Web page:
It is amazing how the pursuit of knowledge increases our search to find answers to events that take place around us. As I become immersed in this program, Conflict Analysis and Resolution, I realize the complexities that inform the steps we take to resolve our challenges. The decision to pursue this program at an advanced level was grounded in complementing the experiences I gained as a Human Resources Practitioner at the executive level. It is expected that when one moves into this realm, the focus is on strategically aligning the vision of the organization with that of the human talent. I cannot speak for all in the field of Human Resources, but there has to be more intense discussions at an organized level with respect to transforming Human Resources from a passive to an active participant at the executive table.
I have had the opportunity to attend conferences and meetings with other like minded professionals in the field. The conversations are usually robust and the presenters inspire in those hours, a renewed interest to develop leaders in the discipline. There is excitement abound and that excitement is palpable. Ideas become catalysts for new projects that will solidify the practice and engage those who still see the function as purely a paper related role. Human Resource leaders are encouraged to earn designations and certifications to assure hiring parties that they can add value to the office. Being certified as SPHR or PHR is a requirement for most organizations in the North American environment. I have no fight with that. But is our focus more on certification or the competence of the individual being hired?
Certification is important. Like with any discipline, one must remain current with the immense data that hits year after year. Equally important is attending those seminars, conferences, professional/career meetings, to not just sharpen our awareness of innovations in the field, but to also challenge us to be innovators as well. I detest (yes, it’s a strong word), the view that we have always done it this way so it’s the best way. Yes, the traditional way may continue to meet the standard but aren’t you just a bit curious as to what would happen if we added another layer to the current way business is conducted? We need to ask questions and the responses should inform how we improve what we currently know.
In a recent discussion with a Dean at a prestigious university, the topic of how Millenials differ from previous generations emerged. I was not at all shocked at her observations because these shifts happen at every generational turn. As a Generation Xer, my parents as well as other adults in their age group bemoaned the fact that many of us did not represent the values that were foundations for success. Our tertiary level aspirations motivated many of us to go into traditional roles and others still wanted to define their own destiny. Sounds pretty much like what my parents and others in their time did. Hearing the concern expressed by the Dean, I began to think of a project that Human Resources practitioners as well as sympathizers to the discipline, that could be developed to aid those who had a difficulty understanding what motivates Millenials and how to address that before they became employees.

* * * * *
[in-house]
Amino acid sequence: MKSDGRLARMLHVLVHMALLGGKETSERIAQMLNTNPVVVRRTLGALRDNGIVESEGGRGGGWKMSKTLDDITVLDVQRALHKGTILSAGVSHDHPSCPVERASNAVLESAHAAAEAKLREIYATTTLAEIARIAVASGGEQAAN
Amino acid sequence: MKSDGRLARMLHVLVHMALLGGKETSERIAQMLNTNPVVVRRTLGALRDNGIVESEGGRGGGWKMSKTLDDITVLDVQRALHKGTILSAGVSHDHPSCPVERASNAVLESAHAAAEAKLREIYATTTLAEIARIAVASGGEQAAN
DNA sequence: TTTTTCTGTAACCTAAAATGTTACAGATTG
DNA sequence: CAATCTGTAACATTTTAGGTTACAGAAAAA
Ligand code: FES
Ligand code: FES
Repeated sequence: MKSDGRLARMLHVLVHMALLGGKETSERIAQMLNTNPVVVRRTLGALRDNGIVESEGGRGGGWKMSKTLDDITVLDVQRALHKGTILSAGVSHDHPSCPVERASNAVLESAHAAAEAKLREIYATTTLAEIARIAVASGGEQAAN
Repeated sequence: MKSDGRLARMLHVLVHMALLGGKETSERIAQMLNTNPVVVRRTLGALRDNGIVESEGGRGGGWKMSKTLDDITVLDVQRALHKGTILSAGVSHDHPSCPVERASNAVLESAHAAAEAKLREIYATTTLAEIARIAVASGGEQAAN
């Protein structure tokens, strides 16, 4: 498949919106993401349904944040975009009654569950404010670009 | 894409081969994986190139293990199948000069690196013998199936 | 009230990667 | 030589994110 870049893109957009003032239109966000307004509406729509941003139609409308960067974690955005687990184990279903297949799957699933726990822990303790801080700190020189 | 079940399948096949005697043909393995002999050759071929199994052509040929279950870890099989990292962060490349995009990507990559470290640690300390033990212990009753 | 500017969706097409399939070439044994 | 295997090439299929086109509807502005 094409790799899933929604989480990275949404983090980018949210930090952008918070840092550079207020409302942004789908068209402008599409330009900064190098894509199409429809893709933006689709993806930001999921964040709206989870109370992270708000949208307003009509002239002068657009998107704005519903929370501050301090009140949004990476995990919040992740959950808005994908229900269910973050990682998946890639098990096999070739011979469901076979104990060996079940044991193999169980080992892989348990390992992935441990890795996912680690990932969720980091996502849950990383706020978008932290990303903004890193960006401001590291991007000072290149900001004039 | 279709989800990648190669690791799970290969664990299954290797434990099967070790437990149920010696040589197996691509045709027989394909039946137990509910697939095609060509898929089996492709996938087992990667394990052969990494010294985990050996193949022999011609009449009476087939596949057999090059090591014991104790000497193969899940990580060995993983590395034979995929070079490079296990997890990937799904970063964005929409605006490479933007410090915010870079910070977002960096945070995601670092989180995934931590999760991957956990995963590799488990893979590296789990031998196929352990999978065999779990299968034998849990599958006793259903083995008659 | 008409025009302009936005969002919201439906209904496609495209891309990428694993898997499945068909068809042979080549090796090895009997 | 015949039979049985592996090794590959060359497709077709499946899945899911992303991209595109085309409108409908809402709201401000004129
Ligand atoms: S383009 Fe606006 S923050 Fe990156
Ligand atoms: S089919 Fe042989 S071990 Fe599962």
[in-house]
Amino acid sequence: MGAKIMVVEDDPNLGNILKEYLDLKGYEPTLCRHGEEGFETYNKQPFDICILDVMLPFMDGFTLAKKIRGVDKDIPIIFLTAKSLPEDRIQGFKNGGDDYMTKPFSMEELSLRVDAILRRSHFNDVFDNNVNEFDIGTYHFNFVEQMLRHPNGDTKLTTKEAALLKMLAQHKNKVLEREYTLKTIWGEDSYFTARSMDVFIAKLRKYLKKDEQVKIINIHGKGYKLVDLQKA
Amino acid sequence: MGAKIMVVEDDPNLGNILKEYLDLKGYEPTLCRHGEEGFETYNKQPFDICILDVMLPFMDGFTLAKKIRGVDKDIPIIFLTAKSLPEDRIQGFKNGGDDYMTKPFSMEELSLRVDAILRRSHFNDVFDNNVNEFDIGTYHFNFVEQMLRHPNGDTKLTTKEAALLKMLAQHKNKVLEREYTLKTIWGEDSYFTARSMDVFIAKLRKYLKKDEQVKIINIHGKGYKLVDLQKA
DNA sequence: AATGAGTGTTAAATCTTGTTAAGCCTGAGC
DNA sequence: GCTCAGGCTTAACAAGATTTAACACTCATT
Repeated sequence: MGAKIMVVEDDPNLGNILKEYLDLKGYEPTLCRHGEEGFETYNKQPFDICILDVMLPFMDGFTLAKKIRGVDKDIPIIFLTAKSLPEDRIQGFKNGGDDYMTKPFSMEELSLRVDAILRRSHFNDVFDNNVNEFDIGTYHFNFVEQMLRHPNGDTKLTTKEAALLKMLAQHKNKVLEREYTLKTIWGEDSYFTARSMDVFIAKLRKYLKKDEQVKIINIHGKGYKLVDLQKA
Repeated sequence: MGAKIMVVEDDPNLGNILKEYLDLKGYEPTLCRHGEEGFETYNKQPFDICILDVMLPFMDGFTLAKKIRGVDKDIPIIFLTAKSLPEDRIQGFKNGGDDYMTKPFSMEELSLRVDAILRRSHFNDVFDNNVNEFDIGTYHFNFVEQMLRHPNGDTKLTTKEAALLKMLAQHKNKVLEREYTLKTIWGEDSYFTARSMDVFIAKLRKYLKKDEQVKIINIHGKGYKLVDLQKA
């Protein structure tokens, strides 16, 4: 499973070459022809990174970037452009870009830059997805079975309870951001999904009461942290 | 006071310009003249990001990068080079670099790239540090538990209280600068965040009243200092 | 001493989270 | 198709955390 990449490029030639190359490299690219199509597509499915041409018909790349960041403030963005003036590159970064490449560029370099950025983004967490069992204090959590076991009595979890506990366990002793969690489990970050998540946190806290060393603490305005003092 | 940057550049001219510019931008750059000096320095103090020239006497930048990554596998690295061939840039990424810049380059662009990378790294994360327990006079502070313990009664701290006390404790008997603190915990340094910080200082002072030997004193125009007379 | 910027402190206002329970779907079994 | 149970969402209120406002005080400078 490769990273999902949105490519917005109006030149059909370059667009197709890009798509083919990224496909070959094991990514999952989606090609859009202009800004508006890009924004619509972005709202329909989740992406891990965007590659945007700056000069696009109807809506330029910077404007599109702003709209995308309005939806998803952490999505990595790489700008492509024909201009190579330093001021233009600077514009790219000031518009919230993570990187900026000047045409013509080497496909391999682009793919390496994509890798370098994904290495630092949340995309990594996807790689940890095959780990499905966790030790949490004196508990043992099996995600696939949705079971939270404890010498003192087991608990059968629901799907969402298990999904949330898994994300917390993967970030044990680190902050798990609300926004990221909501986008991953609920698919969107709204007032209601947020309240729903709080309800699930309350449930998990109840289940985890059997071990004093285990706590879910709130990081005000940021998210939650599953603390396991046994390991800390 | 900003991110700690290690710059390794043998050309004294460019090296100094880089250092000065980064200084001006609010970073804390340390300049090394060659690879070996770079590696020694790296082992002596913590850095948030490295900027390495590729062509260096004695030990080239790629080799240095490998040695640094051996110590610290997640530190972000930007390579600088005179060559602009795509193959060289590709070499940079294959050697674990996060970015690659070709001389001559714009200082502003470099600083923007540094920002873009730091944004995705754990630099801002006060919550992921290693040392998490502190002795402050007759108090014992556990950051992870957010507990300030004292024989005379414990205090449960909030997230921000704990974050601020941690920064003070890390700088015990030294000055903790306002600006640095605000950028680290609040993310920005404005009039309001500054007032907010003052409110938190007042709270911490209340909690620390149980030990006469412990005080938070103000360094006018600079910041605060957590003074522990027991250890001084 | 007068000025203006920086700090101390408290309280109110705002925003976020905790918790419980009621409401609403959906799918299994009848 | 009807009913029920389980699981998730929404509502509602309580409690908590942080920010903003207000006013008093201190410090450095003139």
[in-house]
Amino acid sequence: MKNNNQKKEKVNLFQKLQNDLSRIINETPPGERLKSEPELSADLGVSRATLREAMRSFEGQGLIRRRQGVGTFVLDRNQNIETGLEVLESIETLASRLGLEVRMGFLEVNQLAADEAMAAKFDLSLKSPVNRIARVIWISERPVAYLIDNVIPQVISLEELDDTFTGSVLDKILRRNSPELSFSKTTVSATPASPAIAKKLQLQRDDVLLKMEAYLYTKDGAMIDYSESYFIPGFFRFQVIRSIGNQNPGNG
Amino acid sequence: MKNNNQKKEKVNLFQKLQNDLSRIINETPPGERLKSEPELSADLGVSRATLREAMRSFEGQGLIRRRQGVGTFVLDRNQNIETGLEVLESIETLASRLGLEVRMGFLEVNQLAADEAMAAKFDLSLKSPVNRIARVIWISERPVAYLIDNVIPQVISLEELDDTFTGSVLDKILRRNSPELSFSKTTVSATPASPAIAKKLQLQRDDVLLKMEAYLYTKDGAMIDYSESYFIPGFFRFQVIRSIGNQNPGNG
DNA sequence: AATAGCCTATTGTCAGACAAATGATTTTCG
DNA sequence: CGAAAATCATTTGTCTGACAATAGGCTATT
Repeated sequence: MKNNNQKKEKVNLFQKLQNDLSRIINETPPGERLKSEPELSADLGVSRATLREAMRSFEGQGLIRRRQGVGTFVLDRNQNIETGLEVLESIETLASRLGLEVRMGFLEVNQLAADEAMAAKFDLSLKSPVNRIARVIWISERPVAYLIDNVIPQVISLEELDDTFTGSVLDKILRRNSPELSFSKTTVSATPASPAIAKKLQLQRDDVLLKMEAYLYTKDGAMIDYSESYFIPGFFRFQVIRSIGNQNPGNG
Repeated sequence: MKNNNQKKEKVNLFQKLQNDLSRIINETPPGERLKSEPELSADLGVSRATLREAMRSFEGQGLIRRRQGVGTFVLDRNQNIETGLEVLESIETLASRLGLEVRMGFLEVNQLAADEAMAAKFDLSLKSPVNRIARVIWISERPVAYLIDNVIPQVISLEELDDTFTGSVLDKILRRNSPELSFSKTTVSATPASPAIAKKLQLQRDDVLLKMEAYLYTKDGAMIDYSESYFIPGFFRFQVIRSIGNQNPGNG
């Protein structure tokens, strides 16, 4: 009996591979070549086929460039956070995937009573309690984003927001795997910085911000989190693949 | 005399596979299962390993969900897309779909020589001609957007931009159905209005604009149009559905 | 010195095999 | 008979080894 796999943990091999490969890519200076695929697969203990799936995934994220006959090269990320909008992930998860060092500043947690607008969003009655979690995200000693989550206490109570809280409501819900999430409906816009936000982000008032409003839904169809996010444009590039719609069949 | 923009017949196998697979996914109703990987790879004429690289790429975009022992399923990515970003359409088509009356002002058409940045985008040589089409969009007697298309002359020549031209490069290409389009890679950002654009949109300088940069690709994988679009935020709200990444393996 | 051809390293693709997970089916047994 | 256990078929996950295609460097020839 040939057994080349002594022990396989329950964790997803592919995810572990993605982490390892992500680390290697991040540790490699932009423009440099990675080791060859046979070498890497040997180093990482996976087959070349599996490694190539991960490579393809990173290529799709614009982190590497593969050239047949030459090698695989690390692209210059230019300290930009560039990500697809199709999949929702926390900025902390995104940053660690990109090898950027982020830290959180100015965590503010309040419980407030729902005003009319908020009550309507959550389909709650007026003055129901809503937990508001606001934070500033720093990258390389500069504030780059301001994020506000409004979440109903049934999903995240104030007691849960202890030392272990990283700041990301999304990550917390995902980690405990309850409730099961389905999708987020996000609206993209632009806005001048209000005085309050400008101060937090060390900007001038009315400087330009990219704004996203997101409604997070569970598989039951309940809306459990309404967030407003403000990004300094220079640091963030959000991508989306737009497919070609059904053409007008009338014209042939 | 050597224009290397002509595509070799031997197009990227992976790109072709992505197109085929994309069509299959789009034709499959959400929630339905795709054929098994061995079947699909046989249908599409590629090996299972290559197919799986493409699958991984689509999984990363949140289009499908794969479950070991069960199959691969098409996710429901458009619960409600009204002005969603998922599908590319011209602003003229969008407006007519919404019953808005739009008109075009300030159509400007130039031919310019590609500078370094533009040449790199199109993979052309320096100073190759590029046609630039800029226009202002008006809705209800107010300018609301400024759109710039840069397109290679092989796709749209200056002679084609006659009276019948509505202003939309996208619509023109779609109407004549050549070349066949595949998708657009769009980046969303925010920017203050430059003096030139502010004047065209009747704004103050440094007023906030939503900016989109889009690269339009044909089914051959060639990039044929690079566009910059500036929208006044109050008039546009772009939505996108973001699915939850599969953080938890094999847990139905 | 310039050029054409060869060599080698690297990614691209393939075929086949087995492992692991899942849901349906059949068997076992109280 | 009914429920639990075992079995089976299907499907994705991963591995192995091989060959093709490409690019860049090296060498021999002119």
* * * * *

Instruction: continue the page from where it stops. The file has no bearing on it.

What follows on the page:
Times are different. Our world has transformed to coded strings of ones and zeros, captured in small devices. From the CEO of large corporations to the junior high student, our constant companion is a smart phone or a tablet. In such a world, the concept of face to face interaction is fast becoming a chore for many. Social dysfunction and an inability to write with academic precision are outcomes of the digital age.
Those in Academia as well as Human Resources need to partner and explore creative means of readying our current crop of potential hires for enterprises. Our goal should not be an attempt to stifle their identity and their emerging values. Instead our goal should be to help them contribute in a positive way their impact on the organization.
Transformation of any entity accompanies narratives of success. The failures are tools that can help to improve dysfunction. We have to encourage dialogue about how and why we fail. For many it is difficult as in some societies, it is frowned upon to reference any form of failure. Failure is construed to be a weakness. But if we accompany stories of failure with the individuals own narratives of success then we construct a visible image for those who struggle with similar challenges. We must be prepared in this act to bare our souls, like any intervention that attempts to create change.
Be mindful that we will be hiring Millenials. Also recognize that many of us will have Millenials as bosses. Now is the time to engage. The future has to be in part, shaped by what we do today. Our failure to seize opportunities that allow us to understand the drivers of each generation will leave us perplexed as to how to address the needs of our talent base. As every practitioner knows, a great deal of time is spent “putting out fires” or in other words settling disputes and managing conflicts. Our environment makes us more reactive and diminishes the time that could be spent enhancing the strategic intent of the organization.
I am now in the process of developing a guide to assist business folks, not only those committed to developing and testing HR practices, but those managers who have other portfolios. The goal is to help them engage their team. To achieve active engagement, there is an expectation that the leader must demonstrate behaviors that inspire trust. Trust in my experience, removes skepticism and opens the door for true engagement, irrespective of where we fall on the Generation Spectrum*.
Copyright Suzette Henry-Campbell 2013